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Vintage Hammond Organs Get New Life

Photo of Greg Black with client and musician Chuck Leavell (photo Katie Atkinson)

In this week's Right Here we visit Black Hammond, a downtown Macon store that services and sells new and vintage organs.

Greg Black with Black Hammond
Greg Black, owner of Black Hammond in downtown Macon (photo Katie Atkinson)

Greg Black has been playing and fixing Hammond organs since the 1990's after studying electronics at what was then Macon Technical College. He says most of his clients are African-American churches across the Southeast.

"The Hammond Organ is very prevalent in Gospel music, soul, rhythm and blues, jazz and many, many churches use the Hammond organ," Black says. "It's just part of the worship experience."

Many of those organs are over 50 years old. Black says the Hammond is an American icon deserving of preservation.

Hammond organs were so popular they had their own magazine (photo Katie Atkinson)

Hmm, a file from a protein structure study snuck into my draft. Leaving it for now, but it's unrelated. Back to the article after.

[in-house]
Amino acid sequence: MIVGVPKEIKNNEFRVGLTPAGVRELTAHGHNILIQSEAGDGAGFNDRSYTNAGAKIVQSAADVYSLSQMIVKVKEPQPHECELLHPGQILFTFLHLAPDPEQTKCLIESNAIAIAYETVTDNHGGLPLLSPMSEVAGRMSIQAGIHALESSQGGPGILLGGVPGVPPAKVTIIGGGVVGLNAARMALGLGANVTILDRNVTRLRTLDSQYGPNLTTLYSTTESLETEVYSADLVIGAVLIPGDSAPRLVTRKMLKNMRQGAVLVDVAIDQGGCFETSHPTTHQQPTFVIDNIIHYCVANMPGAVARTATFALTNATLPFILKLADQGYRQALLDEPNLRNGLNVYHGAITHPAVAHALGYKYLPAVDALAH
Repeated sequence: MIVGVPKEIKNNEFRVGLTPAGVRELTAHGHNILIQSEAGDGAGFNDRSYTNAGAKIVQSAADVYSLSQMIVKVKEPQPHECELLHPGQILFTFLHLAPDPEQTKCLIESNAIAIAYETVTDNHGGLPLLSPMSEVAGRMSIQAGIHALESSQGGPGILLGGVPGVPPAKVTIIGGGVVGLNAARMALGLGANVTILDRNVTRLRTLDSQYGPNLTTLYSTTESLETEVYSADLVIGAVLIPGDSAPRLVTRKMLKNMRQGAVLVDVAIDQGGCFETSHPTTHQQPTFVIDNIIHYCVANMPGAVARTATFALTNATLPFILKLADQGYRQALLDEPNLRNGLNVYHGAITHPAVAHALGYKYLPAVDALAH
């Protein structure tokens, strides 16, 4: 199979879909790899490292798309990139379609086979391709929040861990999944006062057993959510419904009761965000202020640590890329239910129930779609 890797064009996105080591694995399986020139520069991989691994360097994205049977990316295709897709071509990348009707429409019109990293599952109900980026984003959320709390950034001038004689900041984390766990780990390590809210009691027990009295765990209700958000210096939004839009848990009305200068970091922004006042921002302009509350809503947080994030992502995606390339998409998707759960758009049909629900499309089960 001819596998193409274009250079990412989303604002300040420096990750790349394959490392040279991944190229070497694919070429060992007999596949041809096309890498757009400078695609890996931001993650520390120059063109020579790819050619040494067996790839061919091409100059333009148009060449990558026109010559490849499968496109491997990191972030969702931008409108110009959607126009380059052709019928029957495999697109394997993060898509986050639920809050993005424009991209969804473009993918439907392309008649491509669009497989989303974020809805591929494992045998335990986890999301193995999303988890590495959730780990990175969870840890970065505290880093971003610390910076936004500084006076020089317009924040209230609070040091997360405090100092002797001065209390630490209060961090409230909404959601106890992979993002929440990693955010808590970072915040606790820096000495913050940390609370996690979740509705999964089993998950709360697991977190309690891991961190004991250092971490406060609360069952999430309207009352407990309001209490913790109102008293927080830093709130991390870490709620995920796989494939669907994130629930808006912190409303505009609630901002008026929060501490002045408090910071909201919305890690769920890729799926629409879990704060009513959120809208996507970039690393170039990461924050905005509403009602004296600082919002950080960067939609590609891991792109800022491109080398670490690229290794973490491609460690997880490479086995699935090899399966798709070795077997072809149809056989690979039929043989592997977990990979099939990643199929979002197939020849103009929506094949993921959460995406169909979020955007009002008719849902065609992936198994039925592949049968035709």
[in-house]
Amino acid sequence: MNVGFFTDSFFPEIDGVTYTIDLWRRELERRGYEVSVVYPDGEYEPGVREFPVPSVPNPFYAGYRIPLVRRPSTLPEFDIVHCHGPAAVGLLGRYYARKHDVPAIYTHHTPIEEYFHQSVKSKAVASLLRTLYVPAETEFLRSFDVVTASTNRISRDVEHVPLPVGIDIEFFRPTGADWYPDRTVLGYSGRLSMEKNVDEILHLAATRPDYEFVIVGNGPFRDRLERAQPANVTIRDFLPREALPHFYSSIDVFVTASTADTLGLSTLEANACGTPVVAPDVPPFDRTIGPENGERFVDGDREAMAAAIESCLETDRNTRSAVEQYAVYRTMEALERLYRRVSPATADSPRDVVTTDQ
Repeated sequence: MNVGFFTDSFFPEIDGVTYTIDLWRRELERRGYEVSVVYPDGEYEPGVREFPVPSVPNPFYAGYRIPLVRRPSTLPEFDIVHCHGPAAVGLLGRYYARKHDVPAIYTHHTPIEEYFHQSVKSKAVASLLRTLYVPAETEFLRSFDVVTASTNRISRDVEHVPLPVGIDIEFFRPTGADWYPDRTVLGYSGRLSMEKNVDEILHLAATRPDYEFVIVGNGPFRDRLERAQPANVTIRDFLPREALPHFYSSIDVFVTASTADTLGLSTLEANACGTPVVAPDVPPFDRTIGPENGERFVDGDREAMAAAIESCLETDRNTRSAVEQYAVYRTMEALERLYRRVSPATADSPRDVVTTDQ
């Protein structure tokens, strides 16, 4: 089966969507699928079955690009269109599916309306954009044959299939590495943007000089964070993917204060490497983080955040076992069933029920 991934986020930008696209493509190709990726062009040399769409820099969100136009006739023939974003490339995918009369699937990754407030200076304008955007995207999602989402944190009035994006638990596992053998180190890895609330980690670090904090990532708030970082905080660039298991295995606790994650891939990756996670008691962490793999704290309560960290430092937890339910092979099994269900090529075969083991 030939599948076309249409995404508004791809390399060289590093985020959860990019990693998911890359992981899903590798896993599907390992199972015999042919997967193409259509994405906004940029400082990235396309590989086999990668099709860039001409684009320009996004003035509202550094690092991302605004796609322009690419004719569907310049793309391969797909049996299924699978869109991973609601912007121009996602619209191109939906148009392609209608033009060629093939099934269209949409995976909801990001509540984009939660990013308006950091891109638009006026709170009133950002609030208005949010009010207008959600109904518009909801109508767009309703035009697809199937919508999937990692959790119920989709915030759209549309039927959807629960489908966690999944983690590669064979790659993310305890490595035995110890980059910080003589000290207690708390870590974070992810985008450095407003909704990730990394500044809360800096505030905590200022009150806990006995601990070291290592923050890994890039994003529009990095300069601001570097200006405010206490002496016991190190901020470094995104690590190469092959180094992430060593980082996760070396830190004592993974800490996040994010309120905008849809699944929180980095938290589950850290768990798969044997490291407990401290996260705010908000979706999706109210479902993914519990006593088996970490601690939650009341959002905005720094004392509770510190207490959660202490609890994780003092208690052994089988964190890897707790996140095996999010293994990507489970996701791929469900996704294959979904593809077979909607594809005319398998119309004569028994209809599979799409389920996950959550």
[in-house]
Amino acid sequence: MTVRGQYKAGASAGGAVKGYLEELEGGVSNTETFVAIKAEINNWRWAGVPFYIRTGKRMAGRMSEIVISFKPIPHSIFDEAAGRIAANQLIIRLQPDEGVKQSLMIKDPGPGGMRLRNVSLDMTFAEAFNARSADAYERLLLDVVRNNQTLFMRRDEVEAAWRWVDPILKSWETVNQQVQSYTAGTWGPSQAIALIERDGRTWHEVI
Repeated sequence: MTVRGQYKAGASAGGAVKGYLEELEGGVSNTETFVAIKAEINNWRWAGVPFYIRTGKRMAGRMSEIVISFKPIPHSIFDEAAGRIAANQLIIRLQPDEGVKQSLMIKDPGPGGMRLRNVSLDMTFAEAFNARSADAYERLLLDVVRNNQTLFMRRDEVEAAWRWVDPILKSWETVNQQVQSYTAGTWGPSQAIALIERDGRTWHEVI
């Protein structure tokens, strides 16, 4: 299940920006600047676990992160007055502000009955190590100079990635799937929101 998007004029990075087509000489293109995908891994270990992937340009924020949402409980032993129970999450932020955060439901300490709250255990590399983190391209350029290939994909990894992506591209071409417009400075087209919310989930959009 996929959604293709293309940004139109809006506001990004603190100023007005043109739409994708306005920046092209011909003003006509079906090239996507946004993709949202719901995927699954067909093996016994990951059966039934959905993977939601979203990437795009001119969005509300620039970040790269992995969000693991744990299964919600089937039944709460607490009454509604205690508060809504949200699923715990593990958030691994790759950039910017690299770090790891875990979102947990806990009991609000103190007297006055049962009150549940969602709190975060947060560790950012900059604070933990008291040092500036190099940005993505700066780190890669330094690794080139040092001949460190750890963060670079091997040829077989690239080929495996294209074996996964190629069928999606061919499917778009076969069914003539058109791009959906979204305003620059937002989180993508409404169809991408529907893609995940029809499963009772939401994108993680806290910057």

"It's very similar to vintage automobile restoration where you would completely dismantle a car down to its frame and chassis and re-build the automobile from the ground up," Black says. "It's a very costly and time consuming effort."

Black says Macon's central location and music history make it an ideal location.

"Gregg Allman was here, the Capricorn Studios," he says. "Mr. Otis Redding III who is just about four doors down from me enjoys coming up here and playing music together. James Brown, Little Richard, they've all got roots here."

 

Greg Black poses with the late Gregg Allman who he also worked with (photo Katie Atkinson)

Black Hammond, keeping the music going Right Here in Macon.

 

(Video by Grant Blankenship with additional audio by Elizabeth Tammi. Support for Right Here comes from the Peyton Anderson Foundation)

Josephine Bennett is the Station Manager at GPB Macon. She spends a lot of time volunteering in animal rescue and at any given time might be fostering dogs and puppies from the shelter in Macon.